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Toni Herta, David Petroff, Cornelius Engelmann, Adam Herber, Niklas Aehling, Uwe Scheuermann, Michael Bartels, Daniel Seehofer, Thomas Berg, Johannes Wiegand
(Clinic for Gastroenterology, University of Leipzig, Leipzig, Germany)
Ann Transplant 2019; 24:527-531
There is an unmet need to improve the HBV vaccination status in patients with chronic liver diseases. Primary care physicians and outpatient hepatologists often fail to vaccinate as recommended. Thus, new strategies to improve the HBV vaccination rate are required.
MATERIAL AND METHODS: This study was performed in a cohort of patients with chronic liver diseases evaluated for liver transplantation. Vaccination status was taken from the patients’ vaccination cards. HBsAg-, anti-HBc-, and anti-HBs-negative individuals were vaccinated against HBV at hospital discharge, and subsequent outpatient completion of the standard vaccination protocol was recommended in detail in the discharge letter. At months 2 and 8, titer controls were performed, and completion of vaccination was evaluated.
RESULTS: We prospectively recruited 37 patients. At baseline, the vaccination rate against HBV was 24% (N=9/37), and 3/9 HBV vaccinated patients presented with an anti-HBs-titer >10 IU/L. Thus, N=34 were vaccinated with Engerix® or Twinrix®. We evaluated 26/34 patients at month 2 and 10/26 again at month 8. The second vaccine dose was obtained by 21/26 (80%) of the patients seen at month 2, and 9/10 (90%) seen at month 8 obtained the third vaccine dose by primary care physicians or ambulant hepatologists. Only 2 patients presented with an anti-HBs-titer >10 IU/L at month 8.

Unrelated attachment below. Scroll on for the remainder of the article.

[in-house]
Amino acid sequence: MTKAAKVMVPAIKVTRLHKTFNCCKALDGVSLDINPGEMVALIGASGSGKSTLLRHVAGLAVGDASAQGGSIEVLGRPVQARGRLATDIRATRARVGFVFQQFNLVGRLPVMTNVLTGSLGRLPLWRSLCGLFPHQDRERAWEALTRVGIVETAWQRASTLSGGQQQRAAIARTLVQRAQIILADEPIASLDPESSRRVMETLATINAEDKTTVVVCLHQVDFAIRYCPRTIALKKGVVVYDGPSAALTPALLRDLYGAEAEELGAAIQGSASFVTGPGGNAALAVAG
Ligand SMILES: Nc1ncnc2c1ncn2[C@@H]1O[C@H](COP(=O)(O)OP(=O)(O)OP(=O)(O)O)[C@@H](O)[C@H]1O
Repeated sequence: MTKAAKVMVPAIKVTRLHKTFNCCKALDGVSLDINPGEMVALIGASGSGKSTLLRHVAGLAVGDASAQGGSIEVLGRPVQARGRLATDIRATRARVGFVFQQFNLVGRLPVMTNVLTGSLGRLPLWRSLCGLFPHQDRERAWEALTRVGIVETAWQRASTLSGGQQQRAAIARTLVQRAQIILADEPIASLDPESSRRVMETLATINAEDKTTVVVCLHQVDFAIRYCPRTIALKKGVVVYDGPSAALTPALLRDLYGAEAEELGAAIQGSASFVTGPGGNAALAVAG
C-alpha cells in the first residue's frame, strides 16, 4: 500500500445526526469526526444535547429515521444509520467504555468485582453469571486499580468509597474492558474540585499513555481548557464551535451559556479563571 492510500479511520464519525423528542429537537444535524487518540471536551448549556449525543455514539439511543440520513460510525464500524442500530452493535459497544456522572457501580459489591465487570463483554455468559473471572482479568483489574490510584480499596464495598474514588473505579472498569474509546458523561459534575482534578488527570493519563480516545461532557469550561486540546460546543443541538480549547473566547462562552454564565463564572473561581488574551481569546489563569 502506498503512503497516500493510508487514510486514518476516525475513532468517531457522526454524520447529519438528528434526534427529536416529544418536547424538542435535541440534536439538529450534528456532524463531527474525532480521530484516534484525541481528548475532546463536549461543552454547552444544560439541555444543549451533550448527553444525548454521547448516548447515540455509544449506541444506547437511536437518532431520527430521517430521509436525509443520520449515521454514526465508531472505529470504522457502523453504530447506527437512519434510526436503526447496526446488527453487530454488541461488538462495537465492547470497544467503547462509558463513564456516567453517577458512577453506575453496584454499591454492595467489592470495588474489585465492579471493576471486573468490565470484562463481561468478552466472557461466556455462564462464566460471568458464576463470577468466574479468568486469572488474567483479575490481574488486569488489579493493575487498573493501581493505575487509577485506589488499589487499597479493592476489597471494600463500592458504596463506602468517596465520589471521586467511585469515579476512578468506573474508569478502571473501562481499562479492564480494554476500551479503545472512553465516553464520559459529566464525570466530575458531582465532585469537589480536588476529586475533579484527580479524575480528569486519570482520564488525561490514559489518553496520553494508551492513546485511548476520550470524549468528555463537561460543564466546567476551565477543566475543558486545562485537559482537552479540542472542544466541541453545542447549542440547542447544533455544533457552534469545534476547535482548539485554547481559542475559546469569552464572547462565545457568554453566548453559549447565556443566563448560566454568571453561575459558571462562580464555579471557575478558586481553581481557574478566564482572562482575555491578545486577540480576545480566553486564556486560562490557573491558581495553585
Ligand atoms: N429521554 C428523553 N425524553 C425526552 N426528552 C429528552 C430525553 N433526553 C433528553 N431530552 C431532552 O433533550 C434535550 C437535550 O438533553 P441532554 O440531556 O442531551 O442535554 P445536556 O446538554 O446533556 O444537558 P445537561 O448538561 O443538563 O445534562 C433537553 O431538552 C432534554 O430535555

CONCLUSIONS: Initiation of HBV vaccination during hospitalization and detailed recommendations on subsequent vaccinations in the discharge letter improve previously inadequate vaccination rates in the outpatient setting. Similar measures should be implemented at earlier time points of chronic liver diseases to achieve higher immune response rates.